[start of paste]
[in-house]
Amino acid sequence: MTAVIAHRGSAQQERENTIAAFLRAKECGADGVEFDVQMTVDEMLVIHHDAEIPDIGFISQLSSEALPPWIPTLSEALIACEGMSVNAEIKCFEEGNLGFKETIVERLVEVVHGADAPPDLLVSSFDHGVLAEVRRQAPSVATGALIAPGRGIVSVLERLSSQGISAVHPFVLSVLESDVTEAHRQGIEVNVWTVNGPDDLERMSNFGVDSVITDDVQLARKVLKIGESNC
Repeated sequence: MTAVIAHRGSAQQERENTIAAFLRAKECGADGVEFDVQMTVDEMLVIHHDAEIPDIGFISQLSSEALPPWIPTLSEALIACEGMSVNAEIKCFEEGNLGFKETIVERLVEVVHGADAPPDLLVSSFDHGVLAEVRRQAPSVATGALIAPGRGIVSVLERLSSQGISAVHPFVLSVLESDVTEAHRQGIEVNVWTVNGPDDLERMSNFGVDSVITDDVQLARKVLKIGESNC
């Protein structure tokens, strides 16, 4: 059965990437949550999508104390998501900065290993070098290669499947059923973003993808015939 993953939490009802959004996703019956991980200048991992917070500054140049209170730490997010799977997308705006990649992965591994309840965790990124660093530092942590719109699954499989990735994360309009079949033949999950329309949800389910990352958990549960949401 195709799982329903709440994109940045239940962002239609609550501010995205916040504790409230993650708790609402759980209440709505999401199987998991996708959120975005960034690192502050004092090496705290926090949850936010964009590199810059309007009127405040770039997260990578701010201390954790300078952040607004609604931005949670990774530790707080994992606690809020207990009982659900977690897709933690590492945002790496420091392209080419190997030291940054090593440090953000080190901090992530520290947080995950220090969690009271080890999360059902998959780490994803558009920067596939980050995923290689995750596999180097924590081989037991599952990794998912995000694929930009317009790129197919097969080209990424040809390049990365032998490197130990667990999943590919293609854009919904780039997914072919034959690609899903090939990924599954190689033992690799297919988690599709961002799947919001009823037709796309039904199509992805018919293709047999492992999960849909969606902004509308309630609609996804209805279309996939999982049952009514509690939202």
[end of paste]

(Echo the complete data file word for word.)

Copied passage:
[in-house]
Amino acid sequence: MTAVIAHRGSAQQERENTIAAFLRAKECGADGVEFDVQMTVDEMLVIHHDAEIPDIGFISQLSSEALPPWIPTLSEALIACEGMSVNAEIKCFEEGNLGFKETIVERLVEVVHGADAPPDLLVSSFDHGVLAEVRRQAPSVATGALIAPGRGIVSVLERLSSQGISAVHPFVLSVLESDVTEAHRQGIEVNVWTVNGPDDLERMSNFGVDSVITDDVQLARKVLKIGESNC
Repeated sequence: MTAVIAHRGSAQQERENTIAAFLRAKECGADGVEFDVQMTVDEMLVIHHDAEIPDIGFISQLSSEALPPWIPTLSEALIACEGMSVNAEIKCFEEGNLGFKETIVERLVEVVHGADAPPDLLVSSFDHGVLAEVRRQAPSVATGALIAPGRGIVSVLERLSSQGISAVHPFVLSVLESDVTEAHRQGIEVNVWTVNGPDDLERMSNFGVDSVITDDVQLARKVLKIGESNC
């Protein structure tokens, strides 16, 4: 059965990437949550999508104390998501900065290993070098290669499947059923973003993808015939 993953939490009802959004996703019956991980200048991992917070500054140049209170730490997010799977997308705006990649992965591994309840965790990124660093530092942590719109699954499989990735994360309009079949033949999950329309949800389910990352958990549960949401 195709799982329903709440994109940045239940962002239609609550501010995205916040504790409230993650708790609402759980209440709505999401199987998991996708959120975005960034690192502050004092090496705290926090949850936010964009590199810059309007009127405040770039997260990578701010201390954790300078952040607004609604931005949670990774530790707080994992606690809020207990009982659900977690897709933690590492945002790496420091392209080419190997030291940054090593440090953000080190901090992530520290947080995950220090969690009271080890999360059902998959780490994803558009920067596939980050995923290689995750596999180097924590081989037991599952990794998912995000694929930009317009790129197919097969080209990424040809390049990365032998490197130990667990999943590919293609854009919904780039997914072919034959690609899903090939990924599954190689033992690799297919988690599709961002799947919001009823037709796309039904199509992805018919293709047999492992999960849909969606902004509308309630609609996804209805279309996939999982049952009514509690939202």